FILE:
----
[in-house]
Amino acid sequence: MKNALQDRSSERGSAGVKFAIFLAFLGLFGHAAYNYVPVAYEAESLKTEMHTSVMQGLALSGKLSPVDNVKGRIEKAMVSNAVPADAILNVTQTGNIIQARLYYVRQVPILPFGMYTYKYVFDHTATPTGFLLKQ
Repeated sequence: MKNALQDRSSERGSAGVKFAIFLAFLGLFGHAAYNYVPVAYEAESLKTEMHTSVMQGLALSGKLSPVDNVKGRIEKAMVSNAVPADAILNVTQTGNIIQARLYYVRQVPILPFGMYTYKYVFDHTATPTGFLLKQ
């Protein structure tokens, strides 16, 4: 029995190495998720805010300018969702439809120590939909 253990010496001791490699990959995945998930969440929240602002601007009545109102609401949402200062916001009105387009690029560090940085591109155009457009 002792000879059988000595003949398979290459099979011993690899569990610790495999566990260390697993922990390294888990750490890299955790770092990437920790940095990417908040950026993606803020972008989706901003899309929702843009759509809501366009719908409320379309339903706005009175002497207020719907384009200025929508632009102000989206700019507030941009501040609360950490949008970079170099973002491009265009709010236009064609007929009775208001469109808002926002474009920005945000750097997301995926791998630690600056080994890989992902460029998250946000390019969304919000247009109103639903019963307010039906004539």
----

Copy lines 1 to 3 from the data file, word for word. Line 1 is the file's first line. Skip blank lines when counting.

[in-house]
Amino acid sequence: MKNALQDRSSERGSAGVKFAIFLAFLGLFGHAAYNYVPVAYEAESLKTEMHTSVMQGLALSGKLSPVDNVKGRIEKAMVSNAVPADAILNVTQTGNIIQARLYYVRQVPILPFGMYTYKYVFDHTATPTGFLLKQ
Repeated sequence: MKNALQDRSSERGSAGVKFAIFLAFLGLFGHAAYNYVPVAYEAESLKTEMHTSVMQGLALSGKLSPVDNVKGRIEKAMVSNAVPADAILNVTQTGNIIQARLYYVRQVPILPFGMYTYKYVFDHTATPTGFLLKQ